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I am from the Midwest. My (then) husband and I were in a pub in Kerry, and an Australian couple walked in. The bartender (American term, I know) couldn’t understand the Aussies, who couldn’t understand him or my husband. My (ex)husband couldn’t understand anybody(Acutally, he never understood me, either, but that’s more of a metaphorical reference, and therefore out of place in this discussion). So, there we were, all speaking English, and I translated for everybody. It was very funny. I never did figure out why they could all understand what I was saying.

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That reminds me of a awkward spot I got myself into once. Camping in Grand Teton National Park (only Americans would name a national park in a foreign language for something they’d normally be shocked to say in their own language). I swam out to an island in Jackson Lake, but underestimated both the distance and the coldness of the water. Almost didn’t make it to the island (leg cramps, general system shut down from the intense cold, made it only by sinking to the bottom and pushing off toward the island, finally dragging myself onto dry land). I couldn’t risk the swim back, so I waited for someone to materialize on the main shore, where I could see a rowboat tucked into some bushes.

Eventually a tourist couple hiked out of the woods onto the lake shore. I hollered across to them, explaining my situation. When they replied, I couldn’t understand a word they said. After a few minutes of this, it was clear that neither of us were understanding the other, even after I realized they were British. A classic case of two peoples divided by a common language.

So they left and I waited for someone else. Getting toward dusk, another couple showed up. I hollered my plight again. They answered—and I understood them…because they were speaking *German.* So I quickly switched to poorly remembered high school German and got my message across. They wnet to the rowboat but found it locked to a tree. Then they ran off and half an hour later a park ranger came, unlocked the boat, and rowed across to pick me up.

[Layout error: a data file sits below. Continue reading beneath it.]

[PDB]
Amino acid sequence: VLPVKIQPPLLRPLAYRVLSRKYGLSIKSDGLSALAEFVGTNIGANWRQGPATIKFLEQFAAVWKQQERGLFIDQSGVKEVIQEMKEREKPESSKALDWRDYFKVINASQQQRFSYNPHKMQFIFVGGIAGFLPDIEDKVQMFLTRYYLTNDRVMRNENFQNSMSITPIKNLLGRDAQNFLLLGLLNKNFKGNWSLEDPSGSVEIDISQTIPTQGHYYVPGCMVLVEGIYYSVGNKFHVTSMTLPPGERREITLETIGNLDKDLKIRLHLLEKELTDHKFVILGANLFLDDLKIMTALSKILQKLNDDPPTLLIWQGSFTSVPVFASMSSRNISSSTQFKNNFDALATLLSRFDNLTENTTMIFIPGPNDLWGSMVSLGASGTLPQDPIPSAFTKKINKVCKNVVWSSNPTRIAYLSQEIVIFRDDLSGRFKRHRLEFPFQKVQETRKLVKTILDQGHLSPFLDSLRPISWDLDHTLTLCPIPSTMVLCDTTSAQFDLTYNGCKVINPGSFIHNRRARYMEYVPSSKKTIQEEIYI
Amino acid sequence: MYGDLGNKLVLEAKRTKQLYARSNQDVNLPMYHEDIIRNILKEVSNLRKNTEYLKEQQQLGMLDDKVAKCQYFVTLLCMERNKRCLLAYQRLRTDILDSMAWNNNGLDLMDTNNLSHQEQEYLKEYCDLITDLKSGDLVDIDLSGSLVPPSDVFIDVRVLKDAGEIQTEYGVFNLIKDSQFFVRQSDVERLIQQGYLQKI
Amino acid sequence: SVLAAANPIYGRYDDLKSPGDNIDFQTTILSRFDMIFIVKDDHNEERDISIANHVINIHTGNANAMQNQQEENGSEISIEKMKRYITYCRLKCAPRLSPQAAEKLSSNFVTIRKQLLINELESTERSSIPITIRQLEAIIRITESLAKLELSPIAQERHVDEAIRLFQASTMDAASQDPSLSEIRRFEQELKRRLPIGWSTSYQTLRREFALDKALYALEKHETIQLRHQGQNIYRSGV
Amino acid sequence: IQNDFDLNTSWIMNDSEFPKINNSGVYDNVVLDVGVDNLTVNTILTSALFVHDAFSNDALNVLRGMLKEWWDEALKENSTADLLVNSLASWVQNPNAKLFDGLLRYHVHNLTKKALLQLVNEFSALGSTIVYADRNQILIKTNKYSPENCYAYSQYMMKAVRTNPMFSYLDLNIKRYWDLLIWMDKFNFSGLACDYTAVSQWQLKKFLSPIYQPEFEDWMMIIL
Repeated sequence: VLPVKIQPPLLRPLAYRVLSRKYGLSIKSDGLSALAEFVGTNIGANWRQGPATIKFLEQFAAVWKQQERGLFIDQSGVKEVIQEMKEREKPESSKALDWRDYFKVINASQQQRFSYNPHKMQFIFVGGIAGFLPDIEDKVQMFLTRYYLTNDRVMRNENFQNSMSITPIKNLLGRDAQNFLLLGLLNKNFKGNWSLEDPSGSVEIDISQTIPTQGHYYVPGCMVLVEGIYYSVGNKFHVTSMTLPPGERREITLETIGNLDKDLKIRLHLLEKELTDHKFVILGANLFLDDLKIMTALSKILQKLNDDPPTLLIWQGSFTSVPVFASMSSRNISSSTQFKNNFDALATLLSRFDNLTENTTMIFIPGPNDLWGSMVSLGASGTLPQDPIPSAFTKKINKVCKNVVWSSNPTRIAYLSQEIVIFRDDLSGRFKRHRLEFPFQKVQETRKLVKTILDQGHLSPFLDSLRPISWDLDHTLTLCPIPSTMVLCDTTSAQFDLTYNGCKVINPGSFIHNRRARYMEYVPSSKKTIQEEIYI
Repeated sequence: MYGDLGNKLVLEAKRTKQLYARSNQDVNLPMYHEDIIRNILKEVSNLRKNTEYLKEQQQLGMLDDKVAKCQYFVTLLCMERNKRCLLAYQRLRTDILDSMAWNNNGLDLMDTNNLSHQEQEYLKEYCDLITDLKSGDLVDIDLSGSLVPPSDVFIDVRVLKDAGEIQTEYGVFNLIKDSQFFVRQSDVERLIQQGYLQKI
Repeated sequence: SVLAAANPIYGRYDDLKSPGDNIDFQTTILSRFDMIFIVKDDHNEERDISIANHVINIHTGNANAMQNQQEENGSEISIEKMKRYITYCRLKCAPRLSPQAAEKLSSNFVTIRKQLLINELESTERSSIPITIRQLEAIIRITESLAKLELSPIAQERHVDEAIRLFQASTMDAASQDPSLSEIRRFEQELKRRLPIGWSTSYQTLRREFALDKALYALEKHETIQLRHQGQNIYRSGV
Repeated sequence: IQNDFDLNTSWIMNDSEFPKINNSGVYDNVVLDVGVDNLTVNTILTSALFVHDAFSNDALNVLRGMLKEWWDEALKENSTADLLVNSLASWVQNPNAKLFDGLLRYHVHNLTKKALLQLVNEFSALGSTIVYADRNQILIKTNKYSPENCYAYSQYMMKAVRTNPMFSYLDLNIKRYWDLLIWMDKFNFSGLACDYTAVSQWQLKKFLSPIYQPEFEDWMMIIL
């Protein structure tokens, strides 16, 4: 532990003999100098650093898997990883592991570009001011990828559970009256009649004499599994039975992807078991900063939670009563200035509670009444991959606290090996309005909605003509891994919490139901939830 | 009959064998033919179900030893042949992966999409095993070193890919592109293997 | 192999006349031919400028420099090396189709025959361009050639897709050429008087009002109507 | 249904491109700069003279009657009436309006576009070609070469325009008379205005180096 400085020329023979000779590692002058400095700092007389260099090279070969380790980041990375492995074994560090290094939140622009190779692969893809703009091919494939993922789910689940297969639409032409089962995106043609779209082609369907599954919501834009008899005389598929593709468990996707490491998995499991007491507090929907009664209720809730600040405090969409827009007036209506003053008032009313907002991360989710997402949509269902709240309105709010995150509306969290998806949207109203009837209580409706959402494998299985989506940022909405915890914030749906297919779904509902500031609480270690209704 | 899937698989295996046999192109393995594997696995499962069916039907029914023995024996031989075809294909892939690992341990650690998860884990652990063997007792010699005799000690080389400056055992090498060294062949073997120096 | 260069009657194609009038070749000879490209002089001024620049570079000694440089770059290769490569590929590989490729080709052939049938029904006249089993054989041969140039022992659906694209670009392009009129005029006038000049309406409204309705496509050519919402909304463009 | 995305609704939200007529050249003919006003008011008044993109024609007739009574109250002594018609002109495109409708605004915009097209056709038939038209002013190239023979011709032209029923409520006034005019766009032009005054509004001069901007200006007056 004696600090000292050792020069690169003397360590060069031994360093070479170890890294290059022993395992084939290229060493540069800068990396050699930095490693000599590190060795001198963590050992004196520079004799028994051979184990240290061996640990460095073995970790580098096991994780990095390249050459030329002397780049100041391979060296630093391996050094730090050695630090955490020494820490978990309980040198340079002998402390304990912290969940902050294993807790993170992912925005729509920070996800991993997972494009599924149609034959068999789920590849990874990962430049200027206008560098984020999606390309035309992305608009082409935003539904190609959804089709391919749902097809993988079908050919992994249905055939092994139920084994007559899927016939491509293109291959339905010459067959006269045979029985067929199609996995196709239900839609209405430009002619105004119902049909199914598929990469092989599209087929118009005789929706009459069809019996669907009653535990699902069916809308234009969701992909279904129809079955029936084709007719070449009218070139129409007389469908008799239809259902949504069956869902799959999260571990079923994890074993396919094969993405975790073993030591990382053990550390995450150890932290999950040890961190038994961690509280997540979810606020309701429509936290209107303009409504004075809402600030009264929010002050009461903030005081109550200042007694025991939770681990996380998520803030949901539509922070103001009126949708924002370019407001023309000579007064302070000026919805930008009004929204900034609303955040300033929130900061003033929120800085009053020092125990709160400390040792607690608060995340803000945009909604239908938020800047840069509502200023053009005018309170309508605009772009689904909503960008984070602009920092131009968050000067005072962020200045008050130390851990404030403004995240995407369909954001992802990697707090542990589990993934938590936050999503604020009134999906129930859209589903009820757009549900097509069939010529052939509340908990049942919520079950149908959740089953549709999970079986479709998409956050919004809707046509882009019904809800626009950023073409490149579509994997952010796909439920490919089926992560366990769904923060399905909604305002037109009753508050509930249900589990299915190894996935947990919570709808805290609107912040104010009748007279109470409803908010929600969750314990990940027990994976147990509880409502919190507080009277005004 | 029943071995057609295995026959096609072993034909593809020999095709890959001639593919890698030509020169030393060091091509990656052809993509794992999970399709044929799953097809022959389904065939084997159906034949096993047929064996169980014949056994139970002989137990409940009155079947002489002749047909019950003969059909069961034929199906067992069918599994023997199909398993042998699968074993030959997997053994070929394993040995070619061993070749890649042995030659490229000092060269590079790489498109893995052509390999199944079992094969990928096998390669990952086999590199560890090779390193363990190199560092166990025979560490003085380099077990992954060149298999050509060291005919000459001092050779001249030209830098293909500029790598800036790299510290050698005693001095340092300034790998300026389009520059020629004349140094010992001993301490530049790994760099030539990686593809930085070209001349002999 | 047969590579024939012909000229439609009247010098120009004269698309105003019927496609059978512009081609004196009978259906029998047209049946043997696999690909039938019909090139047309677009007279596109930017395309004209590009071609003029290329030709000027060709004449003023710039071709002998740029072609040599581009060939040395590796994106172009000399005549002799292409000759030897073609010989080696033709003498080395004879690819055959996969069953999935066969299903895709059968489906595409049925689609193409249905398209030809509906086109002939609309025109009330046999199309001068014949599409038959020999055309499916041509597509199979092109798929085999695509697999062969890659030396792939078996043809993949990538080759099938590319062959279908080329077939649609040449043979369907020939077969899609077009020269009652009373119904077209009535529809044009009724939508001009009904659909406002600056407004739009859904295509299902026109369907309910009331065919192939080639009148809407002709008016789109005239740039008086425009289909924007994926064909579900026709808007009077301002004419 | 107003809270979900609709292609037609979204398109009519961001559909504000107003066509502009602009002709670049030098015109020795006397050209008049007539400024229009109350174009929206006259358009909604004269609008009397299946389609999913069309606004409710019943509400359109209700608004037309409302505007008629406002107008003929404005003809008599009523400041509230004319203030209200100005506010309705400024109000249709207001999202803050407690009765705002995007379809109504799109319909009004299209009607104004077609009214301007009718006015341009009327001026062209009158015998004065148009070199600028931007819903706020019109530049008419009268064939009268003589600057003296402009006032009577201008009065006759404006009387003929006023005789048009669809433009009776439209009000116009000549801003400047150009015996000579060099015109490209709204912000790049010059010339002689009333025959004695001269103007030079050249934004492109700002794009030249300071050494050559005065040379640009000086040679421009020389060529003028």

(I apologized up and down, but she was very gracious. "Thanks for getting me out of the office early," she said, "and for not making it another body recorvery." Some guy had drowned in the same spot the week before.)

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Brilliant, Will!

As Mr. Harmon well knows, there are certain U.S. citizens hereabouts who often attempt to affect an Irish brogue when "spakin’ in da presence" of natives of the Isle, or any other excuse they may have. I call that a "phony baloney Irish accent," but who am I to correct them to their face? I’d love to tell them to "Sh**can it!" but it would likely only negatively reinforce these tendencies. Unfortunately, I have another colleague who is fond of attempting a variety of what he thinks are "Sco”ish" accents, as well. Equally pathetic, for the most part. And so I have informed him.

Those who can readily affect the proper intonation, pitch, timbre and delivery of a regional or national accent other than their own are generally intelligent, or at least thoughtful, and have a purpose in doing so. Rarely would that be to create a smarmy affectation in an attempt to convince someone else of a "genuine interest" in the other’s [i]kul*chuh[/i].

In many cases, I’ll attempt to sing songs in something akin to the regional accent of the singers on the recordings from which I originally learned them. I honestly can’t see trying to sing "Is There For Honest Poverty" with a western U.S. accent, as such forms of speech had likely not developed anywhere in the English-speaking world at the time that Rob’t. Burns wrote it. That’s one example, and there are plenty more. However, I do suspect that if I ever bring a song in Gaelic to a session, even if I’ve managed to effect a reasonably accurate presentation of the song in the language in which it was written, I’m certain a native speaker would be able to "peg" the fact that I’d be singing same with a distinctive western U.S. regional accent.

Onnywye …

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For the benefit of the non-French speakers among us, Will swimming around in "Big Tit National Park".

I can NOT believe it. I’m getting a map.

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It’s true! Oh, the laughter! The tears rolling down my cheeks!